As soon as I found football again, I started to excel at contact sports in gym. I remember one time we were playing tag football and I was offensive. The other team was too busy watching the boys to make sure they wouldn’t pass them and this one time the stereotype of football being a “boy” sport and people taking to the preconception of the girls’ mother, I stormed to the other side without anyone noticing me and making the touchdown (I’d like to compare it to the Quarterback Sneak1). My male gym teacher was impressed and said “Great job, Cavaliere! You had some great planning and your small stature also helped too.” I felt proud because for the past few weeks I had been watching football with my dad, although it would take a few years for me to get comfortable to admit I love football not only because of Ben Roethlisberger and other football players, but also for the pure adrenaline and excitement of the game itself. It was around 2008 that I started branching out to the Chargers and Ravens (#2 and #4 teams) and then in late 2009 the Packers and 2010 for me to fall in love with the Packers (team #1).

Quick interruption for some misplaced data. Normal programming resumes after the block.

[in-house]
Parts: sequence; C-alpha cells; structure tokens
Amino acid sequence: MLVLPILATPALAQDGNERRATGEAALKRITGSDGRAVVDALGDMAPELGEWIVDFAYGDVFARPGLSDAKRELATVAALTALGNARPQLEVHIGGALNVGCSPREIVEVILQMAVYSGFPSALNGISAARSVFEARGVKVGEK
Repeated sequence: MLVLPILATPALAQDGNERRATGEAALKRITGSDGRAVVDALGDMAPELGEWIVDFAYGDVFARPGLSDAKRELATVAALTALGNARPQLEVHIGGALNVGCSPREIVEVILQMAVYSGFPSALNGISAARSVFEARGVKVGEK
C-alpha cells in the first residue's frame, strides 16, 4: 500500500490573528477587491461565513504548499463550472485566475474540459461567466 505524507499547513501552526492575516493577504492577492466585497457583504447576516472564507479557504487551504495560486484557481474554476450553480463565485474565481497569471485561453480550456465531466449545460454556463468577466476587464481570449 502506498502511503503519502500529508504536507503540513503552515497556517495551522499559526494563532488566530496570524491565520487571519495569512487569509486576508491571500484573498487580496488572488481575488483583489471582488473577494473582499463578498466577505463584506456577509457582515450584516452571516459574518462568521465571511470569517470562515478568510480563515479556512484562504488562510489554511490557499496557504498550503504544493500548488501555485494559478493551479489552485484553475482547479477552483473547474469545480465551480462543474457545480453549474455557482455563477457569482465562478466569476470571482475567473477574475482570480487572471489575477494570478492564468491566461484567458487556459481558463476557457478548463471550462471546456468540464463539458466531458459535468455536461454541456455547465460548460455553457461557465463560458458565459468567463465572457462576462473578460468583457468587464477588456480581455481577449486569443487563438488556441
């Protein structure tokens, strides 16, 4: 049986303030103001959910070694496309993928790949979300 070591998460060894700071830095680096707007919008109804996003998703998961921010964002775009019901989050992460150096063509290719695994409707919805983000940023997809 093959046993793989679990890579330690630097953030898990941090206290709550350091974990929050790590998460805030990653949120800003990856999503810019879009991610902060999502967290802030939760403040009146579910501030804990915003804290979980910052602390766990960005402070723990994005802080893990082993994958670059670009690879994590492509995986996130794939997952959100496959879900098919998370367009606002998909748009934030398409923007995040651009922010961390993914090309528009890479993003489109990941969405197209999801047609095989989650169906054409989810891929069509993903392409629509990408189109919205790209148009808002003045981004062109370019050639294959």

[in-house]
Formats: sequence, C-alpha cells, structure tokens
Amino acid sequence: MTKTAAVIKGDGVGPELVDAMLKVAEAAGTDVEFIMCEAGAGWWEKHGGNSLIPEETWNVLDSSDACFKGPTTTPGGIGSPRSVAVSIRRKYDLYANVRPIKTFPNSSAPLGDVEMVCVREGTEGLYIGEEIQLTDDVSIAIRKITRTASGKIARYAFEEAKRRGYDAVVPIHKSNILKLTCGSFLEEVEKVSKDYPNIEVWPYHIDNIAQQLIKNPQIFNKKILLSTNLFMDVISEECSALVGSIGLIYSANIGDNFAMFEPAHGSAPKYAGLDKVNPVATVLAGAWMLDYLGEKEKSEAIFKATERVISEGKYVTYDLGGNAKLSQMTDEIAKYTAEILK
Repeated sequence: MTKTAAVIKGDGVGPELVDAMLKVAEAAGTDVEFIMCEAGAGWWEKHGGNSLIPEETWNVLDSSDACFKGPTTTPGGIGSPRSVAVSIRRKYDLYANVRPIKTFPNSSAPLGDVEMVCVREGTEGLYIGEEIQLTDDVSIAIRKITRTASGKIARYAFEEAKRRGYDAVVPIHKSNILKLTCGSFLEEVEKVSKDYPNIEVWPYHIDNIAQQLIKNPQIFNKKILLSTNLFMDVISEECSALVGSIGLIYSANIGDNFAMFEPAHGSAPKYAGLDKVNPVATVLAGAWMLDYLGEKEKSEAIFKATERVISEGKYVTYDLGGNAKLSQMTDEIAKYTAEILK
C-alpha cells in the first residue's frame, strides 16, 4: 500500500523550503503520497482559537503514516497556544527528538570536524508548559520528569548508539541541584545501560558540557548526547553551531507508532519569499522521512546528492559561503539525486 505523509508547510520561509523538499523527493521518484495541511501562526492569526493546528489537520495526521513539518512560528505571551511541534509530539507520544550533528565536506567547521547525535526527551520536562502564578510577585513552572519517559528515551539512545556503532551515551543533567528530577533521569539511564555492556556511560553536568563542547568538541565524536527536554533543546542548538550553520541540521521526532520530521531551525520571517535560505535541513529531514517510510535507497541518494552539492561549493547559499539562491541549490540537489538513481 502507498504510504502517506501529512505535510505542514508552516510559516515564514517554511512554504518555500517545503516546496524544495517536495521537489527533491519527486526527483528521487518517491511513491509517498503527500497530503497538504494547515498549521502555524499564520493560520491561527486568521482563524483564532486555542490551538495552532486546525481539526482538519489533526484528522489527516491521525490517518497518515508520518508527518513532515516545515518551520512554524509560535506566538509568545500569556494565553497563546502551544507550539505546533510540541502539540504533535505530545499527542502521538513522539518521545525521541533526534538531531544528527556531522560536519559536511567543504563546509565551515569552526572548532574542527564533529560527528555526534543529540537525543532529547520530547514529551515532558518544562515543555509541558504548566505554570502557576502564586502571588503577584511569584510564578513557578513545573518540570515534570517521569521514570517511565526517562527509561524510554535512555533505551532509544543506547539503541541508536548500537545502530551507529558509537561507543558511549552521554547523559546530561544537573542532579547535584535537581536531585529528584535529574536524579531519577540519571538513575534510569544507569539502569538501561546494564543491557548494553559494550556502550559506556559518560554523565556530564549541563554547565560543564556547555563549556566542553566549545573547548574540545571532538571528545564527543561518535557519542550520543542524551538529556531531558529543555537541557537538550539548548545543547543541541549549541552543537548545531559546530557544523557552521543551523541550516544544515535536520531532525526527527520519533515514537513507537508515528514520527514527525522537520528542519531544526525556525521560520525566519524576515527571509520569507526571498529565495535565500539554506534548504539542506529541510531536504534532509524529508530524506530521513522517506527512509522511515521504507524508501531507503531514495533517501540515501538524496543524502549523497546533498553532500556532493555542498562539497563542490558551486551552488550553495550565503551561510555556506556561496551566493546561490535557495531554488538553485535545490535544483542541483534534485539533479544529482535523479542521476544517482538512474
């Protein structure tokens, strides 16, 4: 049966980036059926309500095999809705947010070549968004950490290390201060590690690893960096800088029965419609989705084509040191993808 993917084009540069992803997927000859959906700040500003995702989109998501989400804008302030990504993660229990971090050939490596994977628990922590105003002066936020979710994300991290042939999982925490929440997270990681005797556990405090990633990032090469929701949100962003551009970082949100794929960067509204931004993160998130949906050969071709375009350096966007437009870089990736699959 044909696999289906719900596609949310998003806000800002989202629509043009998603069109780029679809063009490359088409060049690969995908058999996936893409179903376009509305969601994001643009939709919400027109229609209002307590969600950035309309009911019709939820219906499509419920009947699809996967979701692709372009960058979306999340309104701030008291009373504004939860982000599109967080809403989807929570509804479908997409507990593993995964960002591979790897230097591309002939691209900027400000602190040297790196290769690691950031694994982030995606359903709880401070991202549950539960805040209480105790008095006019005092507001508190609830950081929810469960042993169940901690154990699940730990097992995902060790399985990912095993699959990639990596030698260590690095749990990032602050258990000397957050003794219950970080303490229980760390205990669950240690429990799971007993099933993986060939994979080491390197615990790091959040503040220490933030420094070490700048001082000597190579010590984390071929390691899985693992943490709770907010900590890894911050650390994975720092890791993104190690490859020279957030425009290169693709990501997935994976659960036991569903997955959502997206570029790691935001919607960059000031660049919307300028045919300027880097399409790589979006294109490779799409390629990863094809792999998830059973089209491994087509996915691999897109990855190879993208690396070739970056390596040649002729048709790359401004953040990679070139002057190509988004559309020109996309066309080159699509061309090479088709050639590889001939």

I remember for the first couple of years that my dad had to inform me what the field positions are and the terminology for plays. For those of you unfamiliar, I’m going to cite the most important facet of Get Your Own Damn Beer, I Am Watching the Game with brief descriptions of the different plays you will see throughout a game.
Pass Pattern: Refers to the route the receive takes across the field on a pass play.
Play Action: Refers to one of the most common sleights of hand in a
Quarterbacks arsenal. Typically, the offensive linemen push forward,
while the quarterback pretends to hand off the ball to one of the running
backs. The running back then acts like he has the ball.